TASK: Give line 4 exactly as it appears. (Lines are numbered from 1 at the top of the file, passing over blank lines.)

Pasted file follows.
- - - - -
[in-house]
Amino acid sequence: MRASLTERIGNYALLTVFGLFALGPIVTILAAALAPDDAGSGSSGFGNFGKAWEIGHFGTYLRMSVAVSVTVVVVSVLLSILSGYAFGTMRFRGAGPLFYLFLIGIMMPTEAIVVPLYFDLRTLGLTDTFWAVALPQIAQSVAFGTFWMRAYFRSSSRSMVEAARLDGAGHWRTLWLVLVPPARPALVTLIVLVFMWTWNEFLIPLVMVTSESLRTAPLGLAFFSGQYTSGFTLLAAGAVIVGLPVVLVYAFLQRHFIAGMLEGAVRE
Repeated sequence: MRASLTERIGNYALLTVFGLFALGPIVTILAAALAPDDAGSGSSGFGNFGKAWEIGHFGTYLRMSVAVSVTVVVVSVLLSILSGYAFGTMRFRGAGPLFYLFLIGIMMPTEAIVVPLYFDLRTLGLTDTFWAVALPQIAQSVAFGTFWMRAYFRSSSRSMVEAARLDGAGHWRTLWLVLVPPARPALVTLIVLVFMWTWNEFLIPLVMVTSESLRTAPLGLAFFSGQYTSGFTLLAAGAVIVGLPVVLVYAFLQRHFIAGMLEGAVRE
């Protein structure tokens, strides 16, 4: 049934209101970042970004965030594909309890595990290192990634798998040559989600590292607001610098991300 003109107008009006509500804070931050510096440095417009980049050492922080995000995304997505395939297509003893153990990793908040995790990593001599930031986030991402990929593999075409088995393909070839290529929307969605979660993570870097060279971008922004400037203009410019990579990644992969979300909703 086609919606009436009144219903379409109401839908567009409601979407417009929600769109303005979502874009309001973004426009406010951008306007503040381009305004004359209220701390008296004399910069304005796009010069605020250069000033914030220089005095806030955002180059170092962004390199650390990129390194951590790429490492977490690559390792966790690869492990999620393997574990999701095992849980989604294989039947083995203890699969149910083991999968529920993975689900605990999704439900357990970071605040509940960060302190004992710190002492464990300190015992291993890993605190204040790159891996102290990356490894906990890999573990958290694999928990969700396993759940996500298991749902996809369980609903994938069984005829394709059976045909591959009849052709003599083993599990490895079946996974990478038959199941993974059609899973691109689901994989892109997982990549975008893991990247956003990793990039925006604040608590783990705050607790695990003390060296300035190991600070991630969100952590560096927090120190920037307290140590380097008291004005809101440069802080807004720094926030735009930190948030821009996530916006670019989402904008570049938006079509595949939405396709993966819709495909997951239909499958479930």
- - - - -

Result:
């Protein structure tokens, strides 16, 4: 049934209101970042970004965030594909309890595990290192990634798998040559989600590292607001610098991300 003109107008009006509500804070931050510096440095417009980049050492922080995000995304997505395939297509003893153990990793908040995790990593001599930031986030991402990929593999075409088995393909070839290529929307969605979660993570870097060279971008922004400037203009410019990579990644992969979300909703 086609919606009436009144219903379409109401839908567009409601979407417009929600769109303005979502874009309001973004426009406010951008306007503040381009305004004359209220701390008296004399910069304005796009010069605020250069000033914030220089005095806030955002180059170092962004390199650390990129390194951590790429490492977490690559390792966790690869492990999620393997574990999701095992849980989604294989039947083995203890699969149910083991999968529920993975689900605990999704439900357990970071605040509940960060302190004992710190002492464990300190015992291993890993605190204040790159891996102290990356490894906990890999573990958290694999928990969700396993759940996500298991749902996809369980609903994938069984005829394709059976045909591959009849052709003599083993599990490895079946996974990478038959199941993974059609899973691109689901994989892109997982990549975008893991990247956003990793990039925006604040608590783990705050607790695990003390060296300035190991600070991630969100952590560096927090120190920037307290140590380097008291004005809101440069802080807004720094926030735009930190948030821009996530916006670019989402904008570049938006079509595949939405396709993966819709495909997951239909499958479930």